Earlier this year, Lexington, MA-based GI Dynamics faced a challenge that’s all too common these days in life sciences: It needed to raise $80 million to get through the next three years, and there are limited options for medical-device companies seeking that much cash. The company is developing a weight-loss device, and the money was vital to commercialize the product overseas and start new U.S. trials.
“The U.S. IPO market was closed,” says Michael Carusi, a general partner at Advanced Technology Ventures (ATV), one of GI Dynamics’ early investors. “And we didn’t want to do two $40 million private rounds.”
So on September 7, GI Dynamics went public on the Australian stock exchange, which, when combined with a simultaneous private offering, brought in all $80 million. Why Australia? First of all, GI Dynamics introduced its device, called EndoBarrier Gastrointestinal Liner, to the Australian market last month. “When companies launch products in a market, investors there hear buzz,” Carusi says. Secondly, he adds, Australian investors have more of a buy-and-hold mentality when it comes to life sciences companies than U.S. investors do.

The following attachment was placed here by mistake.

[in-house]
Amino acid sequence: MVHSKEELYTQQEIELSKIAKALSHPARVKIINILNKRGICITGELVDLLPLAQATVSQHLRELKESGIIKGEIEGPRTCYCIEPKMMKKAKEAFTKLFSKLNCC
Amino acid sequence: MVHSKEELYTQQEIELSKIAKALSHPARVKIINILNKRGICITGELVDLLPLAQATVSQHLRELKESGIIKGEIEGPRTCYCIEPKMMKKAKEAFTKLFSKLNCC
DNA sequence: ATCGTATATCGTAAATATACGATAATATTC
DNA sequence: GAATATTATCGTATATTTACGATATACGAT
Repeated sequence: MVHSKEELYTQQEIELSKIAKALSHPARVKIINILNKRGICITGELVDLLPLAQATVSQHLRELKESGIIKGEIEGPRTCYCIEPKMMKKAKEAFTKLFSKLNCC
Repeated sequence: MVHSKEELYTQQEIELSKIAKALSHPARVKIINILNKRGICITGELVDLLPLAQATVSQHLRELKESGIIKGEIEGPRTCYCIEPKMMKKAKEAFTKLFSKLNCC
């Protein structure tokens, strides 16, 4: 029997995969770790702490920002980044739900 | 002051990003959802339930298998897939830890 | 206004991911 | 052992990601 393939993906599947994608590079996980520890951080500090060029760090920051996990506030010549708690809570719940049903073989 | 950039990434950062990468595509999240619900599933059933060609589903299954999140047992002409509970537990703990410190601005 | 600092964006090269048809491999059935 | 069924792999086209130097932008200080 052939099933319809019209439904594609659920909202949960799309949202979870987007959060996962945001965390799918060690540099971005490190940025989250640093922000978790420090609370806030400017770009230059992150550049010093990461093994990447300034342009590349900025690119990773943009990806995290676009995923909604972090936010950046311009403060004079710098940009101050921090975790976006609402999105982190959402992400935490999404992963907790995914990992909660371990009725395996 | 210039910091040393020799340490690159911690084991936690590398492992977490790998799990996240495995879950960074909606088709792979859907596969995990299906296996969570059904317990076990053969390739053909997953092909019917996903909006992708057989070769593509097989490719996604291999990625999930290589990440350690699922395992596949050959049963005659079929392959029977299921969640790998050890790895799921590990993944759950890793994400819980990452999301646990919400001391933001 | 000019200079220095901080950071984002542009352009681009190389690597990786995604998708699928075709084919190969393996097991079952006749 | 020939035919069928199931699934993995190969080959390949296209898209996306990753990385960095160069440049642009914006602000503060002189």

That patience will likely come in handy for GI Dynamics’ investors. The company hopes to get regulatory approvals around the world to use its device to treat two separate but related epidemics: obesity and Type 2 diabetes. It’s an ambitious plan, especially at a time when the FDA is under pressure to improve its scrutiny of medical devices. Regulatory approval in the U.S. vs. other countries, says GI Dynamics CEO Stuart Randle, “will be a much longer process.”
The EndoBarrier is a two-foot-long device that doctors can implant into the intestine during a minimally invasive endoscopic procedure. It acts as a block along part of the intestine wall, which slows down digestion and … Next Page »